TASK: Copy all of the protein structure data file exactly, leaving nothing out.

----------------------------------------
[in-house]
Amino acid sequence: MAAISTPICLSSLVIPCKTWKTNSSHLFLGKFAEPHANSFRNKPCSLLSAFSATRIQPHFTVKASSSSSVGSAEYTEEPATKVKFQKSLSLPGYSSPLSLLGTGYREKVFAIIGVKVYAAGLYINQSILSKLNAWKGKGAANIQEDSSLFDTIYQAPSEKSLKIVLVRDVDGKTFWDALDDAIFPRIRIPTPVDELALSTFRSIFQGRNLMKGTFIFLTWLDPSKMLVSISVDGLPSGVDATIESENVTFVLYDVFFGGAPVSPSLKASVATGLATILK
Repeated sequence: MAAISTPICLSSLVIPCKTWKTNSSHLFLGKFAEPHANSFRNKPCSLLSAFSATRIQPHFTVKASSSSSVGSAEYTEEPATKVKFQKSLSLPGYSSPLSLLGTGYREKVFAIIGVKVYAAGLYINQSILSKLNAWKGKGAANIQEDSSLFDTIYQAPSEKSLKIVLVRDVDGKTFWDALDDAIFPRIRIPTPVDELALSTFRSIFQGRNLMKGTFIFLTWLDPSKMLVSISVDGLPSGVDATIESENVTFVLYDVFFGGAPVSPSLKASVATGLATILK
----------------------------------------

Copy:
[in-house]
Amino acid sequence: MAAISTPICLSSLVIPCKTWKTNSSHLFLGKFAEPHANSFRNKPCSLLSAFSATRIQPHFTVKASSSSSVGSAEYTEEPATKVKFQKSLSLPGYSSPLSLLGTGYREKVFAIIGVKVYAAGLYINQSILSKLNAWKGKGAANIQEDSSLFDTIYQAPSEKSLKIVLVRDVDGKTFWDALDDAIFPRIRIPTPVDELALSTFRSIFQGRNLMKGTFIFLTWLDPSKMLVSISVDGLPSGVDATIESENVTFVLYDVFFGGAPVSPSLKASVATGLATILK
Repeated sequence: MAAISTPICLSSLVIPCKTWKTNSSHLFLGKFAEPHANSFRNKPCSLLSAFSATRIQPHFTVKASSSSSVGSAEYTEEPATKVKFQKSLSLPGYSSPLSLLGTGYREKVFAIIGVKVYAAGLYINQSILSKLNAWKGKGAANIQEDSSLFDTIYQAPSEKSLKIVLVRDVDGKTFWDALDDAIFPRIRIPTPVDELALSTFRSIFQGRNLMKGTFIFLTWLDPSKMLVSISVDGLPSGVDATIESENVTFVLYDVFFGGAPVSPSLKASVATGLATILK